Jan. 6 (Bloomberg) -- Brazilian investment bankers defecting to competitors won pay increases of as much as 25 percent in 2011 amid a shortage of experienced executives in Latin America’s largest economy.
While financial-services companies in London and New York shrank headcount and reined in compensation, Brazilian lenders and private-equity firms paid up for top bankers as they expanded, according to research by executive-recruiting company Options Group Inc.
“The talent pool is limited here,” Vinicius Bolotnicki, a partner at Options Group in Brazil, said in an interview in Sao Paulo. Even after some headcount reductions at the end of last year, there was a net increase in investment-banking jobs for 2011, Bolotnicki said.
Typical salaries for managing directors in Brazil are the equivalent of about $350,000 to $500,000, not including bonuses, compared with about $300,000 to $400,000 at top U.S. banks, Bolotnicki estimated. Average pay for U.S. investment bankers fell about 27 percent last year, while in Latin America it declined 1 percent, according to New York-based Options Group.
“The local debt and credit markets will be the next big thing,” Bolotnicki said, adding that foreign companies including Deutsche Bank AG, JPMorgan Chase & Co., Bank of America Corp. and Goldman Sachs Group Inc. have been adding employees to build local credit and bond services in Brazil.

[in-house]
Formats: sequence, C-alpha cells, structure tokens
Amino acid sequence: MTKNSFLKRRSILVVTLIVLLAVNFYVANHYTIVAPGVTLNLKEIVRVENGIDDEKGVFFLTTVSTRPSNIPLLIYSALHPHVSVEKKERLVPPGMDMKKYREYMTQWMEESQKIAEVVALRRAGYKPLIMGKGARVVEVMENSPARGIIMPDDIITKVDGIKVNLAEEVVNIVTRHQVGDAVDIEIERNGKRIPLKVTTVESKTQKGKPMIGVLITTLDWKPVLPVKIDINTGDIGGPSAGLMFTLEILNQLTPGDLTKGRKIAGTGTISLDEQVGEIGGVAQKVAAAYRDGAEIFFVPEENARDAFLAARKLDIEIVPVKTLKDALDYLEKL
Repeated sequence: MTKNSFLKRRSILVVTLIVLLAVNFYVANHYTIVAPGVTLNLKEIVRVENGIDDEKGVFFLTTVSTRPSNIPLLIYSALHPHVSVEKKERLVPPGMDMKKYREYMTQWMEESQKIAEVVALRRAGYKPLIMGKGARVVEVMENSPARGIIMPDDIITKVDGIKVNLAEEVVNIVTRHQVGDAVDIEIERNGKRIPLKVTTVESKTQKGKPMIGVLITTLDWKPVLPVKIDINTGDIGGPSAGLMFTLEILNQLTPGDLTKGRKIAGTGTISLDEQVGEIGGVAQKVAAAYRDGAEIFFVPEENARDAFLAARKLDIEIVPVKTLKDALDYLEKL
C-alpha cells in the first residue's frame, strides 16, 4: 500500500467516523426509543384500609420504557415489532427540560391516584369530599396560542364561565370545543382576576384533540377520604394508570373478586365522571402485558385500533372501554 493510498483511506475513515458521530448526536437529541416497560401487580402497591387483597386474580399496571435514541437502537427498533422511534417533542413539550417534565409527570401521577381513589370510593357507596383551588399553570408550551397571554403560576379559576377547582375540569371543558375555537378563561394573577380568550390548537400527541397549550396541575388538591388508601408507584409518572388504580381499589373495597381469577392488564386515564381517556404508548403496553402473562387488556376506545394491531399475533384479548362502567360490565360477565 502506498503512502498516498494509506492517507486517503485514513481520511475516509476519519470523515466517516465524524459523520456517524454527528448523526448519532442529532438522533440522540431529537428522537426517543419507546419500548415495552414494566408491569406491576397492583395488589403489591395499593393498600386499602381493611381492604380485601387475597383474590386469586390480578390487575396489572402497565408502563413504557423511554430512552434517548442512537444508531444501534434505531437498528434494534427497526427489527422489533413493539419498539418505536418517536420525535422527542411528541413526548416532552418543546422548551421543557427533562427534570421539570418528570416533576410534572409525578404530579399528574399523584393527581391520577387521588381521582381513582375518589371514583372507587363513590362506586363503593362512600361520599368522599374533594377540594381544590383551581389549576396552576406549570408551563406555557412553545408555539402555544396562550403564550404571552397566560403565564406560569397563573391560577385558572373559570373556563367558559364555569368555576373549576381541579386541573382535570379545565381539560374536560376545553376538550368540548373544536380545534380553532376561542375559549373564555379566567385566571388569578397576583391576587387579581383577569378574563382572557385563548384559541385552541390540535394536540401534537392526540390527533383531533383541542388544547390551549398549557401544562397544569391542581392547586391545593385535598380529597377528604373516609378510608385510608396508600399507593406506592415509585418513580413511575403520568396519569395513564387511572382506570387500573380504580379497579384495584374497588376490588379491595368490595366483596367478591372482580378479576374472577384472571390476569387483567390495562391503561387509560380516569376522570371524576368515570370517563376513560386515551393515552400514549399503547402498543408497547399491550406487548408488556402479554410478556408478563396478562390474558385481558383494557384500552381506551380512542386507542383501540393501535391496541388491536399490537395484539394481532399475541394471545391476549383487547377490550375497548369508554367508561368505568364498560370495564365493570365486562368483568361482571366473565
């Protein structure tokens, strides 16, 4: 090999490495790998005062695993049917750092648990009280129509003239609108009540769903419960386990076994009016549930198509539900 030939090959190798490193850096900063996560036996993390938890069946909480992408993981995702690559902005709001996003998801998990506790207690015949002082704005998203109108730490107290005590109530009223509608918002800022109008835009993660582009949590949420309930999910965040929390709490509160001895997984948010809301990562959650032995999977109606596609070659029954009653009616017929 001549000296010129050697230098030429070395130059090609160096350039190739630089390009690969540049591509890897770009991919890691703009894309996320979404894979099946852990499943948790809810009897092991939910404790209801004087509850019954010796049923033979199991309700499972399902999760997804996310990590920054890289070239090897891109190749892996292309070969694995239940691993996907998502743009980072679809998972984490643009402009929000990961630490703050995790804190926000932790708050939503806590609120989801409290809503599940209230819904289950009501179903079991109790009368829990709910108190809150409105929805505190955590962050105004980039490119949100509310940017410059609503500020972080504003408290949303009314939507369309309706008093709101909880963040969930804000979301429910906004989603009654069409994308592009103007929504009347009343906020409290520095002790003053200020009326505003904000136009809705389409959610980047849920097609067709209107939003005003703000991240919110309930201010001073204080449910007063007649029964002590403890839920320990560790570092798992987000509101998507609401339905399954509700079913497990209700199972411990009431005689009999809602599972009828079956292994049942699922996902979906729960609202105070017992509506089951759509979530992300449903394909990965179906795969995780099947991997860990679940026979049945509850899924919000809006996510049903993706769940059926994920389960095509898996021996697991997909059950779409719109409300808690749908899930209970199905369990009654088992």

The Brazil pay increases are still below the rate for 2010, when executives switching firms commanded raises of as much as 35 percent, according to Options Group. Europe’s debt crisis has forced some companies to pull back as estimates for economic growth in Brazil decline.
Options Group predicted banks will continue to hire in Latin America this year as long as the European crisis doesn’t intensify. The biggest challenge for investment banks in Brazil for 2012 will be to retain senior executives as fees decline from underwriting stocks and bonds and from advising on mergers and acquisitions, Bolotnicki said.
The industry’s total revenue from investment-banking fees in Brazil was about $891 million last year, according to Dealogic, an information and consulting service. That’s down from $1.16 billion in 2010 and the record $1.6 billion in 2007.
“Senior executives will get a larger piece of a smaller bonus pool, since they need to be retained,” Bolotnicki said. “Because of that, we are anticipating a very disappointing bonus season for the mid-level professionals, with very few exceptions.”
Some of the mid-level executives may move to other firms after the first quarter, when banks pay bonuses.
Brazilian banks typically pay their bonuses in cash, giving them an advantage over international companies, which pay as much as 70 percent of bonuses in shares to top executives, according to Bolotnicki.
Average compensation fell last year in all six regions researched by Options Group. Latin America’s 1 percent decline was the smallest. It compared with a 27 percent drop in both the U.S. and the Europe, Middle East and Africa region. Compensation declined 19 percent in the Asia region, 18 percent in Japan and 31 percent in India.
“In Brazil we saw an increase in the compensation of equity analysts and equity-derivatives teams,” Bolotnicki said, with wages rising 15 percent in Latin America for those jobs. Compensation at prime brokerages was up 10 percent in the region, according to the report.
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